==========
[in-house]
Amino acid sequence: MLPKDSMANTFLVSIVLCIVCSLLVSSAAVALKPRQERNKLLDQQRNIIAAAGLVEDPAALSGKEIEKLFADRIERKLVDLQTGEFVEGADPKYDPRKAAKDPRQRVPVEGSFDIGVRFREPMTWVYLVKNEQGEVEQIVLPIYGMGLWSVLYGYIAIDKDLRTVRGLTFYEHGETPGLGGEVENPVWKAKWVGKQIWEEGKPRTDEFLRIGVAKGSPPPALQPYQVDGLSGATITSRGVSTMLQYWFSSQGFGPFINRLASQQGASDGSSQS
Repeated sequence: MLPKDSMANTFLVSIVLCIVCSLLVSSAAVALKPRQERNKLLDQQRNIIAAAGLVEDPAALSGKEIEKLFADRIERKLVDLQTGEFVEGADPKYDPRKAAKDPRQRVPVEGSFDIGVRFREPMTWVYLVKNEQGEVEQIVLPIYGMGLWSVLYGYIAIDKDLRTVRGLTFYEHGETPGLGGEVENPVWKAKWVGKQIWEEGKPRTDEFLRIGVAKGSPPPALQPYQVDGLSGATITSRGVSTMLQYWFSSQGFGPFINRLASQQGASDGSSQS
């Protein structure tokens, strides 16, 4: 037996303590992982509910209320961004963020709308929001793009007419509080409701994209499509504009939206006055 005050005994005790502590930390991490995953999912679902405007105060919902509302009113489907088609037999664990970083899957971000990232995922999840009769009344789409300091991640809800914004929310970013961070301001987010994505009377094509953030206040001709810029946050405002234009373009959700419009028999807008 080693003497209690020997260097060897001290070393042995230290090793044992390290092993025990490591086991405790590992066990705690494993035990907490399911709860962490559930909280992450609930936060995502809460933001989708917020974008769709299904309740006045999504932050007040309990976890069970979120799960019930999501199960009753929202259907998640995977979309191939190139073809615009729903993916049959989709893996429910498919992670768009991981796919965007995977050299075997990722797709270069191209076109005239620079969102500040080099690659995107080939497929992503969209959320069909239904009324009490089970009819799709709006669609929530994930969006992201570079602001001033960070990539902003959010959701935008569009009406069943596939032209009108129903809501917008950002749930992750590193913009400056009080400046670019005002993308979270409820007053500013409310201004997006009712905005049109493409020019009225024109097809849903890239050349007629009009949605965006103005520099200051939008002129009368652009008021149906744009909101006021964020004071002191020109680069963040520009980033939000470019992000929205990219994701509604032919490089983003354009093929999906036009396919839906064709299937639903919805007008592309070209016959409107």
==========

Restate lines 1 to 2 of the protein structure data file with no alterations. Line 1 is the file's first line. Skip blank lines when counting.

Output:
[in-house]
Amino acid sequence: MLPKDSMANTFLVSIVLCIVCSLLVSSAAVALKPRQERNKLLDQQRNIIAAAGLVEDPAALSGKEIEKLFADRIERKLVDLQTGEFVEGADPKYDPRKAAKDPRQRVPVEGSFDIGVRFREPMTWVYLVKNEQGEVEQIVLPIYGMGLWSVLYGYIAIDKDLRTVRGLTFYEHGETPGLGGEVENPVWKAKWVGKQIWEEGKPRTDEFLRIGVAKGSPPPALQPYQVDGLSGATITSRGVSTMLQYWFSSQGFGPFINRLASQQGASDGSSQS